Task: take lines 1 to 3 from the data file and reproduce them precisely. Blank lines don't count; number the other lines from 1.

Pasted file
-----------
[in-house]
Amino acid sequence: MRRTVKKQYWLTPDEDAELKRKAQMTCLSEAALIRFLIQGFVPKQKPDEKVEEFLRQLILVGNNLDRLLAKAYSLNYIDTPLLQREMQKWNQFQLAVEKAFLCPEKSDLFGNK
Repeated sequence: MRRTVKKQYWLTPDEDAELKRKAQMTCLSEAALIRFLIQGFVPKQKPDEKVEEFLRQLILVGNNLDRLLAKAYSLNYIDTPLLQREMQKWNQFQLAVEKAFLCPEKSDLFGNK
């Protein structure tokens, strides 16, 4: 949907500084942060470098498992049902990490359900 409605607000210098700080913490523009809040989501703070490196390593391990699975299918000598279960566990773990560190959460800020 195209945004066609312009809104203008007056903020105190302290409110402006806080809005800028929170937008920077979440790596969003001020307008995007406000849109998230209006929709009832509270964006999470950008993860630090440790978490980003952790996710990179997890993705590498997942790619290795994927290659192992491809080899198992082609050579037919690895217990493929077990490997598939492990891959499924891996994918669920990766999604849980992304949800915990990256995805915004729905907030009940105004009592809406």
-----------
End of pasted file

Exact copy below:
[in-house]
Amino acid sequence: MRRTVKKQYWLTPDEDAELKRKAQMTCLSEAALIRFLIQGFVPKQKPDEKVEEFLRQLILVGNNLDRLLAKAYSLNYIDTPLLQREMQKWNQFQLAVEKAFLCPEKSDLFGNK
Repeated sequence: MRRTVKKQYWLTPDEDAELKRKAQMTCLSEAALIRFLIQGFVPKQKPDEKVEEFLRQLILVGNNLDRLLAKAYSLNYIDTPLLQREMQKWNQFQLAVEKAFLCPEKSDLFGNK